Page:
"No. All I'm saying is that Tim's impressionable. You know that saying? Monkey see Monkey do?" Dana shrugged. "Need I say more?"

"So I taught my son not to leave a note to his whereabouts? To just pick up and go when it suits him?"

Dana cocked a brow. "Isn't that what we've been doing for the past year?" She yelped as Jack abruptly hit the brakes, snapping her against her seat. "Geez, Jack, be careful!"

"Don't tell me how to raise my son." Jack clenched the steering column, his knuckles turning white. "Don't you ever lecture me about Tim. He's my son. My responsibility."

"Yes, and haven't you been the responsible one." Dana knew she was goading him. She knew it was a bad thing to do, but right now she didn't care. Tim's continued disappearances were cries for help. A cry for attention. A plea for his father to take notice. Jack may not want to hear this, but he was damn well going to. "Timothy is a good kid, Jack. He deserves better than he's been getting."

"Been getting? That damned kid is getting what he deserves. He put himself in Brentwood, Dana. I warned him--"

"Yes, and that's all you do. You yell. You bully. You lecture. You're never there for him, Jack. When his mother died, did you ever comfort him?"

"I was in a coma, Dana."

"After you woke up. Did you ever talk to him? Did you let him grieve? Because as I recall Jack, you were depending pretty heavily on him. There was a lot of pressure for Timothy to take care of you. In fact, when you were in your chair, you spent the most time with him. Then you got better. And suddenly, Tim was on the back burner again." Dana unfastened her seat belt. "Imagine how that must have felt, Jack."

"I'm not the problem here, Dana."

Dana shook her head in amusement. "Of course not darling. You're the perfect parent." Getting out of the car, she walked into the house, leaving her befuddled husband behind.

Fragmented realities. Or just one. Dunno. It's hard to make sense. Memories of starry nights and familiar tunes fill my head. Voices too. Always the same ones. Always bugging me. Telling me things. Whispering secrets. Telling jokes. I wonder it what it all means?

After ten hours of blissful silence, Kon was again ready to face the world. Or just eat. The rumblings of his stomach forced him from the resort in search of a burger and shake. Not wanting to run into any other YJ members he'd abandoned the local towns scattered around the resort and headed to the bustling frenzy of Metropolis.

Metropolis was a nice place. Unlike the drab and potentially dangerous setting of Gotham City, Metropolis was a pillar of glass buildings and futuristic splendour that just made a guy wanna go out and buy a computer. As the unofficial home to Superman, who wouldn't want to reside within the squeaky clean walls of Metropolis? Besides, Metropolis sure knew how to make a malted milk.

Speeding towards a tiny retro cafe Supes had introduced him to a few months ago, Kon felt his mouth begin to water in anticipation of grilled burgers and sizzling french fries. Of all the eateries he'd had the privilege of sampling, (and dang! He'd tried a lot) this place was one of his favourites. Touching down, he opened the door and trotted to the service counter, stopping occasionally on his way to pose for pictures with fans and to sign autographs. (This was a Super city after all) Twenty minutes later he'd finally ordered and was just sitting down to munch a loaded burger and fries, when a tray slapped down next to his.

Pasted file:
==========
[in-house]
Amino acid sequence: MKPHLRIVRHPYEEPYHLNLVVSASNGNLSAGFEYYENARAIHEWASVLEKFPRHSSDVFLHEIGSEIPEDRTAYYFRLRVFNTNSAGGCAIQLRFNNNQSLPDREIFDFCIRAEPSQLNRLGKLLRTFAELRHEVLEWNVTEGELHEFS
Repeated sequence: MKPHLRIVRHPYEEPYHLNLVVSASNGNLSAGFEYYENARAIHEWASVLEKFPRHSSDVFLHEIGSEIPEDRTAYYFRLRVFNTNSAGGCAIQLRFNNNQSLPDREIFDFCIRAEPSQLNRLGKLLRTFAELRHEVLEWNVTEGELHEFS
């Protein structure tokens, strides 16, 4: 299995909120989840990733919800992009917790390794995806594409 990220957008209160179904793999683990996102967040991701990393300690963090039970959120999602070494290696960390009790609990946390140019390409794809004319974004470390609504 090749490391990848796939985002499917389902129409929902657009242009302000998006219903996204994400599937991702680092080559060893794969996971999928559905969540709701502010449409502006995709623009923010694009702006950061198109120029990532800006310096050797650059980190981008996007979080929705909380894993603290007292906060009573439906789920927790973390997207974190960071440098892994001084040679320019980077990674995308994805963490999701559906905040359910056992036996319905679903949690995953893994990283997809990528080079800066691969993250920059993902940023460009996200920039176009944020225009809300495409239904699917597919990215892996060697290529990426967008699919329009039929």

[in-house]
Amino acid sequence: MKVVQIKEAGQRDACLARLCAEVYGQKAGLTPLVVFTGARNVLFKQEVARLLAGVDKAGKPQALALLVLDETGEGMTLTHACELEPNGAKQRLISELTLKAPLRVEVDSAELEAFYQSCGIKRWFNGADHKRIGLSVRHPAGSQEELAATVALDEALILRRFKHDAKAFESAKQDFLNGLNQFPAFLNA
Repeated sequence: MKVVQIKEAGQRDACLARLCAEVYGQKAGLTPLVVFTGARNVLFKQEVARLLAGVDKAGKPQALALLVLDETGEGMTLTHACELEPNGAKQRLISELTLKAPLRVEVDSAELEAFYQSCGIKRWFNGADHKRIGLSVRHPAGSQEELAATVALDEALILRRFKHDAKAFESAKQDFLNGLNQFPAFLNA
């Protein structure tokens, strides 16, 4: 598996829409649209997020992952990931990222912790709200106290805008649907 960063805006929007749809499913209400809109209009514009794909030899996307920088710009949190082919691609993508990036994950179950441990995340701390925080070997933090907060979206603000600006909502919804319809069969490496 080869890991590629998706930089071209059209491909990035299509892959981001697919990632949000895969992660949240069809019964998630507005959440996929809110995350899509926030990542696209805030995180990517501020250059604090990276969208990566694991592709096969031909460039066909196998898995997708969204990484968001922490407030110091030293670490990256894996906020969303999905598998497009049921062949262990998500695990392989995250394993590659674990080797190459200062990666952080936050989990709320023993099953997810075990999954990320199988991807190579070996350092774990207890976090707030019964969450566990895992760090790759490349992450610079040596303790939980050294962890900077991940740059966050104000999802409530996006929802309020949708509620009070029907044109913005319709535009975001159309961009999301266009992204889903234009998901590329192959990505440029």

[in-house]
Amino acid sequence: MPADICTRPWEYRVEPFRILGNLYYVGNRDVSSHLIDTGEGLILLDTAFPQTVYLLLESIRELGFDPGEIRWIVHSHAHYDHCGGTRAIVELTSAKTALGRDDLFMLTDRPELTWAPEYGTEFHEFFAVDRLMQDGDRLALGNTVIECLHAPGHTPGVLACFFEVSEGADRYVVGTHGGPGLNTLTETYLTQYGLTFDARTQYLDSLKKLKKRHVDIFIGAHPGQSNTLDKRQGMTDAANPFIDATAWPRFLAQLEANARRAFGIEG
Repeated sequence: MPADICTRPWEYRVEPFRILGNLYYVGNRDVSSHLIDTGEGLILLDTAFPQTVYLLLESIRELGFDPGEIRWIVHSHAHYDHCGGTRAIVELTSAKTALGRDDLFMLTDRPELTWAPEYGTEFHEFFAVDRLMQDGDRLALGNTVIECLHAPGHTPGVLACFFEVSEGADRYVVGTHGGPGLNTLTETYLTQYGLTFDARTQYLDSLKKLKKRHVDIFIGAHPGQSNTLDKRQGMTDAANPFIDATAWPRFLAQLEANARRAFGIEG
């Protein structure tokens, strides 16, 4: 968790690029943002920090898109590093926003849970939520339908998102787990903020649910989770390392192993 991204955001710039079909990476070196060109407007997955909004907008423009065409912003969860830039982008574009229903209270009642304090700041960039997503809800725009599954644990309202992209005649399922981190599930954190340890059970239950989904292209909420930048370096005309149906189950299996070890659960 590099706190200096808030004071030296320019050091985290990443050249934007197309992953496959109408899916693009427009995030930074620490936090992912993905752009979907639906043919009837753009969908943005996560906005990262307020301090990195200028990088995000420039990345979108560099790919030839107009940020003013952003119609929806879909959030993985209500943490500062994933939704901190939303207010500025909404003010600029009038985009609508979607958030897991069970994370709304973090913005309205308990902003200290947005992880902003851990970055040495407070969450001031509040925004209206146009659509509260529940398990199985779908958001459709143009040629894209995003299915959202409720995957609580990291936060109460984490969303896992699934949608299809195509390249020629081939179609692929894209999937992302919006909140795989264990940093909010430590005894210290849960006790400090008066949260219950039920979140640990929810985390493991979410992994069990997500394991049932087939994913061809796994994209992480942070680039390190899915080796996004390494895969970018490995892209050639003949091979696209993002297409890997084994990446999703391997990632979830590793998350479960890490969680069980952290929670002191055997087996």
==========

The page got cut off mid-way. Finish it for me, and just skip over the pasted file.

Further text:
"Hey." Greeted a kid wearing a green t-shirt and worn khakis.

"Hey." Surprised, Kon forgot to protest the boy's arrival as he took a seat across from Kon. "Um, something I can do for you?"

The kid shook his head and picked up an french fry. "Not really. You just looked interesting."

"Izzat so?" The kid looked about twelve. His round face hadn't yet lost its baby fat while scrawny arms and legs had to yet to gain adolescent distinction. "And that's a reason to sit here?"

"Yep." Looking thoughtful the kid munched his french fry, scanning the restaurant with interest. "You come here often?"


"This is my first time." Craning his neck, the kid peered around the booth, as if the sight of tattered vinyl and scuffed wood was something to rave about. "This whole place is kinda interesting. One of my pals said this place rocked. Said I should check it out, sometime." Earnest blue eyes darted around the room, taking in the sights. "He was so right. Look at this place! The pictures are antiques. I mean, it's just about impossible to find movie posters from the 20's in prime condition. And willya take a look at these booths? Totally retro. I mean, who uses puce in restaurants anymore?" The kid's eyes nearly popped out of his sockets as a blonde waitress in a striped mini skirt sauntered by carrying a coffee pot that swayed to the twitch of her hips. "Wow. Even the girls are hot. My friend, he told me to appreciate the view. He'd kinda girl crazy, so I figured he didn't mean enjoy the view-view. When he said the view rocks, he sure wasn't kidding. Wow. That girl is like, so stacked! I bet those aren't real though. Not many girls actually have ones that big that are real. You know..."

As the kid rambled on, Kon took a bite of his burger, wondering how he could gracefully get rid of his unwanted guest. He'd come here to be alone, not entertain some teeny bopper tourist. "Don't you have parents looking for you somewhere?"